I wish I had the chance to use Johnny Drum "Private Stock" 101 Proof Bourbon in the Milk Punch I made this year at Tales of the Cocktail. If you are not familiar with Johnny Drum or the historic Milk Punch, let's just start with a short history of this venerable Kentucky Bourbon. Johnny Drum "Private Stock" is a Kentucky "Sour Mash" Bourbon Whiskey and quite robust in the glass, weighing in at 50.5% alcohol by volume or 101 Proof. It has more than enough stuffing for Bourbon cocktails that involve milk, heavy cream, simple syrup, bitters and real vanilla extract. It is said that the milk punch can revitalize the waking dead or relax the inebriated fool the night prior.
The historic milk punch is a restorative and a relaxant. At the recent Tales of the Cocktail held yearly in New Orleans, the home of the American Cocktail, my Milk Punch showed very favorably against the molecular influenced "peanut butter" milk punch crafted by my friend Christopher James and the flavor transformer of a milk punch from my friend Suzanne Long.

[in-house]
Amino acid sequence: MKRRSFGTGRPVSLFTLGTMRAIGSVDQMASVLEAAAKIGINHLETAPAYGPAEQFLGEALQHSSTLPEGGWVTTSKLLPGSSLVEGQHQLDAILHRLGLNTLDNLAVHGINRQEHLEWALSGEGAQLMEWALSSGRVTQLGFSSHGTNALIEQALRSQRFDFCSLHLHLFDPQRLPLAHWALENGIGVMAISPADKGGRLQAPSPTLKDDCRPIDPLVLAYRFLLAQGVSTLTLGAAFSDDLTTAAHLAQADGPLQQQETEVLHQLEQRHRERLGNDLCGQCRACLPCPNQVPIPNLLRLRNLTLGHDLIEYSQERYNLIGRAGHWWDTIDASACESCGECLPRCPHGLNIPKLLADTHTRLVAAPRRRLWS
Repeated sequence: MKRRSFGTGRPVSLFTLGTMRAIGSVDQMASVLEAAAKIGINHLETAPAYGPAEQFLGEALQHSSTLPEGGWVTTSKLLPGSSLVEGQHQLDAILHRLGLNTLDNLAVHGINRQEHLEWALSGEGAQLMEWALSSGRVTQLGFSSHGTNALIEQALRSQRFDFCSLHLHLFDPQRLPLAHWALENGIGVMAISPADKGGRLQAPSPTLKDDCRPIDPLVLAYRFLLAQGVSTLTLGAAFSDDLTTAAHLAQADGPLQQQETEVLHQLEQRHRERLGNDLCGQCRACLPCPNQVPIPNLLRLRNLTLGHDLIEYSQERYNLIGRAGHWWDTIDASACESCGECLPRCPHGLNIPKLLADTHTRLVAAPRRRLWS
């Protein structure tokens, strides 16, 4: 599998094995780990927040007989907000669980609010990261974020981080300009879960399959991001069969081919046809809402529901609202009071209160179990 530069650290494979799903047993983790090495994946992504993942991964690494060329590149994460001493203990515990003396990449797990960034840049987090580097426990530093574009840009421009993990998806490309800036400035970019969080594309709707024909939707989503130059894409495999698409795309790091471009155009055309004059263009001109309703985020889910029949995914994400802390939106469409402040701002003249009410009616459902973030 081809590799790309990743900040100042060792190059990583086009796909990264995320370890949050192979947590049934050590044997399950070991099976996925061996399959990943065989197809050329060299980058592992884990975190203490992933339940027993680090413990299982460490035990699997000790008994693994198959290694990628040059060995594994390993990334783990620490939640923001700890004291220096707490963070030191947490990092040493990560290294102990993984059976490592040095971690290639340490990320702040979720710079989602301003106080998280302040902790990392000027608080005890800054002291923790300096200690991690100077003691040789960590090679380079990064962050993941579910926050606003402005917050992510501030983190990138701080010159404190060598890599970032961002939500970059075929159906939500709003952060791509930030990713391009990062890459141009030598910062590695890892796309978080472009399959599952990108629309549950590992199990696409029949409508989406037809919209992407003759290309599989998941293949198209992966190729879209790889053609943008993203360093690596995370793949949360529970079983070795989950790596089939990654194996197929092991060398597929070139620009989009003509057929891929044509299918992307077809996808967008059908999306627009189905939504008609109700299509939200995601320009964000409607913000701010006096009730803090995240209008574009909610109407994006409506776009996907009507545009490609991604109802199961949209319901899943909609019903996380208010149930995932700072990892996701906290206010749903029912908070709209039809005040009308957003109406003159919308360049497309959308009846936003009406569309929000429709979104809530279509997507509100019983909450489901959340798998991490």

|Serving my Milk Punch at Tales!|
I stuck to the tried and true (at least by myself) Historic Milk Punch. Crafted a la minute, my Milk Punch contains more than enough Bourbon to light up a small city. But you'd never know it by the amount of heavy cream, whole milk, vanilla and bitters in this drink.